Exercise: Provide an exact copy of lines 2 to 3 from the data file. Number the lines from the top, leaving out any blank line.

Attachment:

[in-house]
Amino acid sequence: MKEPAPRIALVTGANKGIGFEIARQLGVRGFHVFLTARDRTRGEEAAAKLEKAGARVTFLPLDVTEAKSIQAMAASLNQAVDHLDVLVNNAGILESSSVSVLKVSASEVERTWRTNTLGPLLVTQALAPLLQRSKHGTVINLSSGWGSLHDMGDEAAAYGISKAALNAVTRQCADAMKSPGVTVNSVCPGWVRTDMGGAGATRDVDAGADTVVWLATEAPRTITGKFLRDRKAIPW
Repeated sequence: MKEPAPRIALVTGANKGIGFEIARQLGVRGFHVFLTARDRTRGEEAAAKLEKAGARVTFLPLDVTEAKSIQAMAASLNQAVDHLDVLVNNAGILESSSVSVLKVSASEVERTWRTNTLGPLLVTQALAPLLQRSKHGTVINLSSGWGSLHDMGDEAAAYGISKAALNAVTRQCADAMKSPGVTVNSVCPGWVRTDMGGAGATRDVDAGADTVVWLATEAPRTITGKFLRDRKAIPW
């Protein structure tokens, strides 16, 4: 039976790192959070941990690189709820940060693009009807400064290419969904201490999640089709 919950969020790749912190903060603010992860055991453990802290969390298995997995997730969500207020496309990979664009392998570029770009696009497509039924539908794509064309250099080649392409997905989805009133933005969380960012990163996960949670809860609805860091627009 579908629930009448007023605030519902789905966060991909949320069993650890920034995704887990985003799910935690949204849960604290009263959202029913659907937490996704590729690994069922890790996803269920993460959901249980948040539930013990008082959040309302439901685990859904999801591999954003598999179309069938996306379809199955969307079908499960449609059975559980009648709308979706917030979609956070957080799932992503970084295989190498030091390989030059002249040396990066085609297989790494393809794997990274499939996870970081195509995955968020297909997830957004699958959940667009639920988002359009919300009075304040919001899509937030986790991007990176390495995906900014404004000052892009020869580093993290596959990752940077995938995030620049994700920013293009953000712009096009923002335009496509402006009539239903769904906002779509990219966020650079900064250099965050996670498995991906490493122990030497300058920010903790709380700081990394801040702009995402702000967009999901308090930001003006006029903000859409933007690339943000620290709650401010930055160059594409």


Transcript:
Amino acid sequence: MKEPAPRIALVTGANKGIGFEIARQLGVRGFHVFLTARDRTRGEEAAAKLEKAGARVTFLPLDVTEAKSIQAMAASLNQAVDHLDVLVNNAGILESSSVSVLKVSASEVERTWRTNTLGPLLVTQALAPLLQRSKHGTVINLSSGWGSLHDMGDEAAAYGISKAALNAVTRQCADAMKSPGVTVNSVCPGWVRTDMGGAGATRDVDAGADTVVWLATEAPRTITGKFLRDRKAIPW
Repeated sequence: MKEPAPRIALVTGANKGIGFEIARQLGVRGFHVFLTARDRTRGEEAAAKLEKAGARVTFLPLDVTEAKSIQAMAASLNQAVDHLDVLVNNAGILESSSVSVLKVSASEVERTWRTNTLGPLLVTQALAPLLQRSKHGTVINLSSGWGSLHDMGDEAAAYGISKAALNAVTRQCADAMKSPGVTVNSVCPGWVRTDMGGAGATRDVDAGADTVVWLATEAPRTITGKFLRDRKAIPW